edit on 7-2-2011 by Bobathon because: typo




posted on Feb, 7 2011 @ 06:27 PM
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Those of you who are looking into the wave/particle duality may be interested to know that many consider the duality to have been transcended long ago when quantum field theories arrived. In short - it's all fields.

If you investigate these fields thoroughly enough, you find that they appear to us as "particles" in certain conditions, and as "waves" in others, depending on how we interact with them.

That doesn't mean the wave/particle duality is solved. It's still just as strange even if you do understand a bit of QFT, and it certainly doesn't help you if you don't. And there are many leftover philosophical peculiarities of the wpd, most significantly the measurement problem.

Two timeless truths I believe you can absolutely rely on:

1. there's no danger of anyone with any sanity believing that we're close to having ultimate answers
2. there's no danger of there ever being any shortage of nutcases who believe they've figured it all out



posted on Feb, 7 2011 @ 10:06 PM
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Originally posted by Bobathon
The scope of quantum theory does not reach any fundamental limitations (or, for that matter any notable discrepancy between theory and experiment) until it meets the cosmic scales...

Returning to firing humans through slits: you need only calculate the de Broglie wavelength of a human to see why this could never be observed.
Yes of course, you're right, as usual, and I wasn't trying to imply that the model was invalid at larger scales so much as not useful at larger scales since as you said the wave nature of larger objects becomes unobservable at some point, reinforcing the notion of the useful range of a model, from my previous post:


* There is always some limited range over which a Model is a useful predictor of Nature.
So if larger objects like humans have a wave nature, which hasn't been observed, I'm not sure how useful it is to model the wave nature of those objects. I also am not volunteering to be fired through a double slit, because it could be painful if I behave more like a particle than a wave.


In part I was trying to answer Mary's question about wave-particle duality, and also in part as you surmised to criticize the various misapplications of quantum mechanics (like the bleep movie).


I think you may be underestimating QM though.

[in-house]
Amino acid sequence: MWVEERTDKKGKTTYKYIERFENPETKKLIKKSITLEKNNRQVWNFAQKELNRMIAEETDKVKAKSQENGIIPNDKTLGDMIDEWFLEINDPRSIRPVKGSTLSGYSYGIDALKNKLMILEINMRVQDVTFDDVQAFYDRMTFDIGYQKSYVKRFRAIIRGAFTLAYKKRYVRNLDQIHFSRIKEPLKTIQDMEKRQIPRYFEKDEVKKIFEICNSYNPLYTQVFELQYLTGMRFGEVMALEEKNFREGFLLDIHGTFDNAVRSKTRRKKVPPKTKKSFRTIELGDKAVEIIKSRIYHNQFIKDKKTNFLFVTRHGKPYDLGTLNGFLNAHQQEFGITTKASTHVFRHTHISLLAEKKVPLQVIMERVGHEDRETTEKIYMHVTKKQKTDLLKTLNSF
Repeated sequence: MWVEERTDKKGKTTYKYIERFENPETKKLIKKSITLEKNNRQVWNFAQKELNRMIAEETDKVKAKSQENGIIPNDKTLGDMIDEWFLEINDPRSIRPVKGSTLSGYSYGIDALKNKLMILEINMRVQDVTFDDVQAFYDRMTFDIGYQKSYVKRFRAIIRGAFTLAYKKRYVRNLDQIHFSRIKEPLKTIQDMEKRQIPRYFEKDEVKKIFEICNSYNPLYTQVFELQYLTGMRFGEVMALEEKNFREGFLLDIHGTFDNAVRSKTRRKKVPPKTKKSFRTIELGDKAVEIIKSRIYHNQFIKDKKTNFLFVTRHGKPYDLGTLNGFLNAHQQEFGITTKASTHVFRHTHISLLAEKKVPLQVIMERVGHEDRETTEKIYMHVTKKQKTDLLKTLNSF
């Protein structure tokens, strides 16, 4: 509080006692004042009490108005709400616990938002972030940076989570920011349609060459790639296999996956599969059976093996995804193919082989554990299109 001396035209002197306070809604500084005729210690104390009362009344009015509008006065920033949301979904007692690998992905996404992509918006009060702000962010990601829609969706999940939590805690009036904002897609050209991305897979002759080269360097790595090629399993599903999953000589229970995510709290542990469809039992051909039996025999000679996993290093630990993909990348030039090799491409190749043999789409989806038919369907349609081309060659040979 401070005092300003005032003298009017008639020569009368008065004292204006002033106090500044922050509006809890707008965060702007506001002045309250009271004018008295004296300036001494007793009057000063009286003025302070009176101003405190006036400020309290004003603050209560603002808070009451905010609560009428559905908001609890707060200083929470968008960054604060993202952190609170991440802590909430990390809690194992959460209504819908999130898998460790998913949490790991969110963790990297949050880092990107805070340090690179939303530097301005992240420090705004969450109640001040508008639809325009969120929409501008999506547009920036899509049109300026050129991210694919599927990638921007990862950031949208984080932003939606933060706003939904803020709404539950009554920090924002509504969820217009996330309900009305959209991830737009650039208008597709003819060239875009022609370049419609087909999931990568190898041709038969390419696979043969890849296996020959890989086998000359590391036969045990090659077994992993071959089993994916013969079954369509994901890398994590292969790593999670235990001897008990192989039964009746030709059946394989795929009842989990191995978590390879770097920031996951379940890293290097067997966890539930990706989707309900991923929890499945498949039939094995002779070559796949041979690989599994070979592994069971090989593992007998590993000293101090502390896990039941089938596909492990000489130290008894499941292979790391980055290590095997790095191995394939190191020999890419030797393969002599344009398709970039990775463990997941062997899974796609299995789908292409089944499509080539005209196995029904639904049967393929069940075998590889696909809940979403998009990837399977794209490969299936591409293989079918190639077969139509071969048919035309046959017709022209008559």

I admit that's possible, I already said it makes great predictions and I admit it will be hard to improve upon, but I wouldn't say impossible.


there's no danger of anyone with any sanity believing that we're close to having ultimate answers
Yes, that was part of my point. We're not complacent, we don't think we have the ultimate answers and we're always looking for better explanations.

However, we have to be rational about how we decide which alternate explanations or models might be better than our current thinking, so that's why I thought that list of criteria for evaluating models might be relevant to comparing alternate models like Haramein's or any others. Some people (like Haramein) apparently think that they can point to a list of unsolved problems in physics, and proclaim "see, those mainstream guys don't know everything" so therefore any alternate model is just as viable. He's right about mainstream folks not knowing everything, but he needs to study that list I posted on how to show an alternate model is better, because he doesn't seem to have a clue how to do that.



posted on Feb, 8 2011 @ 04:58 AM
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Originally posted by Arbitrageur
I wasn't trying to imply that the model was invalid at larger scales so much as not useful at larger scales since as you said the wave nature of larger objects becomes unobservable at some point, reinforcing the notion of the useful range of a model, from my previous post:


* There is always some limited range over which a Model is a useful predictor of Nature.

Ah! I didn't home in on the word useful - of course you're right to say that QM is much less useful than Newtonian mechanics at large scales.

More accurate, and more fundamental... but yes, far less useful. Because of one of the points on your list:


c. Simplicity. A subjective and practical property that makes a Model easier to both understand and manipulate.



posted on Feb, 8 2011 @ 02:41 PM
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Here's a little investigation of Haramein by well-loved, world-famous, actual real astrophysicist Phil Plait: